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Listen To Studs Terkel's 1973 Interview With Hunter S. Thompson

By Mae Rice in Arts & Entertainment on Feb 22, 2016 4:42PM

Studs Terkel, right (photo via Wikipedia) and Hunter S. Thompson (photo via YouTube)

Before there was “Fresh Air” or “WTF with Marc Maron,” there was Studs Terkel’s radio hour on Chicago’s WFMT. Terkel, a Pulitzer Prize-winning oral historian, had a daily show that aired from 1952 to 1997. All told, that’s more than 9,000 hours of interview audio—which, though produced at a “Fresh Air” level, had a conversational, friends-having-a-broadcasted-beer feel similar to “WTF.”

We’re not alone in noting those similarities. Tony Macaluso, director of the Studs Terkel Radio Archive, told Chicagoist that Terkel’s show “broke a lot of the mold of the radio.”

“Podcasting, storytelling, mixing genres… he was the forefather of all of that,” Macaluso said.

Now, courtesy of the Archive, Chicagoist has an exclusive installment of Terkel’s show—never posted online before—in which Terkel interviews Hunter S. Thompson, circa March 1973.

Thompson, a correspondent for Rolling Stone at the time of the interview, was in the studio to promote his then-forthcoming book, Fear and Loathing on the Campaign Trail ‘72. Rooted in his reporting for the magazine, it covered the 1972 presidential election: a face-off between Republican Richard Nixon (whom you may have heard of!) and Democrat George McGovern (whom you may have not!).

That book’s title is a reference to Thompson’s first, most famous book, Fear and Loathing in Las Vegas—a lightly fictionalized but mostly autobiographical account of a drug-addled weekend trip to Vegas. Many cite it as the beginning of gonzo journalism, which Thompson describes, in this segment, as a form emphasizing “total subjectivity, out-front bias… participation, I think, is the key word. You are a part of the story. You’re not covering it… You get into it.”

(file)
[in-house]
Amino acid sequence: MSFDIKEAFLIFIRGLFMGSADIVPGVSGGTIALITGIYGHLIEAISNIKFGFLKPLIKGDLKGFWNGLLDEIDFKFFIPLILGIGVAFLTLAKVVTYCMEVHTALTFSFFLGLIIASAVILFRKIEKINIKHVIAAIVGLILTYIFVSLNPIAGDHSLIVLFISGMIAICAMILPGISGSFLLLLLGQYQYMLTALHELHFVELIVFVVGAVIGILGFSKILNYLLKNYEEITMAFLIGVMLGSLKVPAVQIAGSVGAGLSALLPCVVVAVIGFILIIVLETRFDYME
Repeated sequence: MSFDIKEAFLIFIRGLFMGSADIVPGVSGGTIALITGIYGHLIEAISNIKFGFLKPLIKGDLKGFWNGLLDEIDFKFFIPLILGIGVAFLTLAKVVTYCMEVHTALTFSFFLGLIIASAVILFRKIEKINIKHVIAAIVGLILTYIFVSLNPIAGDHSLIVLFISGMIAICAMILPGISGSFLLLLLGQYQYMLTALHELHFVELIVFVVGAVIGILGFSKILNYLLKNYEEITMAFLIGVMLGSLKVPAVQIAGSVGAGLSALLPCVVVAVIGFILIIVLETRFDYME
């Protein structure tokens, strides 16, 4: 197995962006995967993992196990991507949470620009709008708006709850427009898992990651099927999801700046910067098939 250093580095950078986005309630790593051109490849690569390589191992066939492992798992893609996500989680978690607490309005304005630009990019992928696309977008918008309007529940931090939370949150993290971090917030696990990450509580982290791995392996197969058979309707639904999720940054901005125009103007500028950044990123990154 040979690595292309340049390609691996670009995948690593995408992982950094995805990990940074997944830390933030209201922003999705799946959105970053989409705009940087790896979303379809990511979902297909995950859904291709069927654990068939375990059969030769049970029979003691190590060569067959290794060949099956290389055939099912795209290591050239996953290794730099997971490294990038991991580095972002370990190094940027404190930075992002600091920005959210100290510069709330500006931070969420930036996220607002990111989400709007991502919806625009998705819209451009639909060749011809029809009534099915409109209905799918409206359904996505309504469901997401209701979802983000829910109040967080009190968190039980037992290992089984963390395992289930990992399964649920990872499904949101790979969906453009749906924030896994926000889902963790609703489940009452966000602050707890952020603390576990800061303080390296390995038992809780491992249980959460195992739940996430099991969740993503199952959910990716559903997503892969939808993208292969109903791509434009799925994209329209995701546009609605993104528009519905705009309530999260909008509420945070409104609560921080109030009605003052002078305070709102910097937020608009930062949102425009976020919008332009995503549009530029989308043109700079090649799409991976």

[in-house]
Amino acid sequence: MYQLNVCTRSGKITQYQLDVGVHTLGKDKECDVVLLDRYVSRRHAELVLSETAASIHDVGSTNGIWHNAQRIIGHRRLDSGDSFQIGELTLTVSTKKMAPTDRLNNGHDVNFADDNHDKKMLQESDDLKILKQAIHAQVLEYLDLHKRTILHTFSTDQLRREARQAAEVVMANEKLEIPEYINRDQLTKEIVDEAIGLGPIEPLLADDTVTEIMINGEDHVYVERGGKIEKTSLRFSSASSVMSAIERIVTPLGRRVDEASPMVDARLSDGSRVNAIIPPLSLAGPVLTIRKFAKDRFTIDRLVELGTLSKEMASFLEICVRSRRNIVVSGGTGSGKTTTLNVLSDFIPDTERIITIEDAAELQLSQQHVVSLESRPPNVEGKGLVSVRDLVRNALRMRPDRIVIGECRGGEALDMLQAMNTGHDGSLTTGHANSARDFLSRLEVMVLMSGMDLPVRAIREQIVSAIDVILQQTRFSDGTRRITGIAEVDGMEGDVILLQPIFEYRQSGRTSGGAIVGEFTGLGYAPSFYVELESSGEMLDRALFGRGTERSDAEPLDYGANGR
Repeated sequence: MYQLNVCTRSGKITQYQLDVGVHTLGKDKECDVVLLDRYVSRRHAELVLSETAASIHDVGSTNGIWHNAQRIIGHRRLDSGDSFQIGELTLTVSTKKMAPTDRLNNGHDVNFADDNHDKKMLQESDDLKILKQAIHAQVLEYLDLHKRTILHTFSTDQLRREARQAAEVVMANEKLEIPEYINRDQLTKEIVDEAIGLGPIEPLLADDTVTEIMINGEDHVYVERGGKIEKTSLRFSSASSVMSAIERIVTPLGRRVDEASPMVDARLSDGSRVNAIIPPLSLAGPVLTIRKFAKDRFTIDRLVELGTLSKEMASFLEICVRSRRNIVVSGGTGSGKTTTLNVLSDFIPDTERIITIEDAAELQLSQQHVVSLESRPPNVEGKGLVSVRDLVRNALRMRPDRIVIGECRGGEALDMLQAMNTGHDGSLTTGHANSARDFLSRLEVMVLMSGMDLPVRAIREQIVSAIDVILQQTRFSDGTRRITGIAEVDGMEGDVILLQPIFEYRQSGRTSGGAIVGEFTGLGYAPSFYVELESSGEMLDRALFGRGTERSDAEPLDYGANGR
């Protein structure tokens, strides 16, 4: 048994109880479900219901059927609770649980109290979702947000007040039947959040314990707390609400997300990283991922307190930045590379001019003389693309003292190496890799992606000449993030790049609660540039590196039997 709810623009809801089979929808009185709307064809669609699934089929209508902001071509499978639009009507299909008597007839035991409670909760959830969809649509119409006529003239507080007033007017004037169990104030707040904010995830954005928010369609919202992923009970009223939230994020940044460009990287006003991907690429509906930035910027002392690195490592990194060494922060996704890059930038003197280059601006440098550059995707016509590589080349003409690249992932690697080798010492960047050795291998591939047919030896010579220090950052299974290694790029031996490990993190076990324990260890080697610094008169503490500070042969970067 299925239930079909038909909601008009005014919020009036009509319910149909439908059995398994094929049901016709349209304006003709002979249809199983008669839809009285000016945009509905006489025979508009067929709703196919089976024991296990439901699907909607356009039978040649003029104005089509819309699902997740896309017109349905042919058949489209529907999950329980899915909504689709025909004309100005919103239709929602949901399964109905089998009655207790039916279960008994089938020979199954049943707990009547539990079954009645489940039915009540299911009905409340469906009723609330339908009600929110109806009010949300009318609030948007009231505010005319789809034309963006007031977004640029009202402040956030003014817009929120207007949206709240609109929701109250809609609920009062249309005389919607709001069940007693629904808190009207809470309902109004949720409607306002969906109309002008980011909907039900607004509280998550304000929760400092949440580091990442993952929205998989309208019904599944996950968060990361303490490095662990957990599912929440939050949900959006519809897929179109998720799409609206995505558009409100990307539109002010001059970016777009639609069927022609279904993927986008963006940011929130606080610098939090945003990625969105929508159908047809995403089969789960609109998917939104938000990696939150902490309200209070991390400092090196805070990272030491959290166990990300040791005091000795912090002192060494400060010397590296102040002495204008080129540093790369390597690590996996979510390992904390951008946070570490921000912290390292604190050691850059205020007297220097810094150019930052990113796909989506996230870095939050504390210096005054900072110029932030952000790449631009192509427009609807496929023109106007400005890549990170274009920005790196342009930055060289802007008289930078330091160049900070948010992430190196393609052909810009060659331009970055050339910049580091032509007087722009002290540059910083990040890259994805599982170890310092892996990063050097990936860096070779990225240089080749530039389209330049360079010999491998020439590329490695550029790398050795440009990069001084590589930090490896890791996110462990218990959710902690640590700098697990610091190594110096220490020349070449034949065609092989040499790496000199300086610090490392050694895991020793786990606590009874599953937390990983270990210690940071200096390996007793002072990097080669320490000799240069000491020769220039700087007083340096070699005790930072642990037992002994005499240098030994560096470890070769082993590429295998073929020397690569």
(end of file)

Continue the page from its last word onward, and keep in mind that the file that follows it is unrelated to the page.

Terkel and Thompson were very different. Thompson was a “wild, drug-using… very volatile person,” as Macaluso put it, while Terkel, “he liked to have his martinis and so forth, but he wasn’t the unleashed force of nature that Hunter S. Thompson was.”

Still, they feel like well-matched conversational partners.They’re both stars of a genre—Thomspon kickstarting modern journalism, and Terkel working in oral history, a traditional mode he was trying to keep alive. (If Clickhole’s “Oral History of Mad Men” is any indication, Terkel succeeded!) It’s worth a listen if only to hear two people at the top of their respective games in conversation.

They also cover some interesting ground. The whole point of the show is for interviewees “to be able to really dive deeply, and say things you wouldn’t normally say… not just talk in short soundbites,” Macaluso said—so pulling out a highlight sort of ignores what’s great about the format.

However, we’ll do it anyway: One highlight of the show is when Thompson, a known liberal and “activist journalist,” talks about a car ride on which he spoke one-on-one with Nixon, after weeks of failed attempts.

Thompson recounts someone from the Nixon campaign telling him, “The boss wants to talk football, and I’ve tried everybody else in the press corps and they don’t know football at all... but you have to promise to not to talk about anything else except football.” So he rode in Nixon’s car with him, and, though everyone was poised to throw him out on the side of the freeway if he mentioned Vietnam, he stayed true to the terms of the ride and talked strictly about football.

“I really enjoyed myself,” he said.

Other topics include: the line between fact and fiction, wrestling with alligators, the evolution of the Hells Angels, the parallels between power and drugs, and the fact that Thompson once ran for Sheriff of Aspen.

If you like this segment, you can also donate to the Studs Terkel Radio Archive’s Kickstarter, open until Feb. 25, whose proceeds would help the Archive team digitize 1,000 Terkel interviews that could be listened to (and remixed) for free online.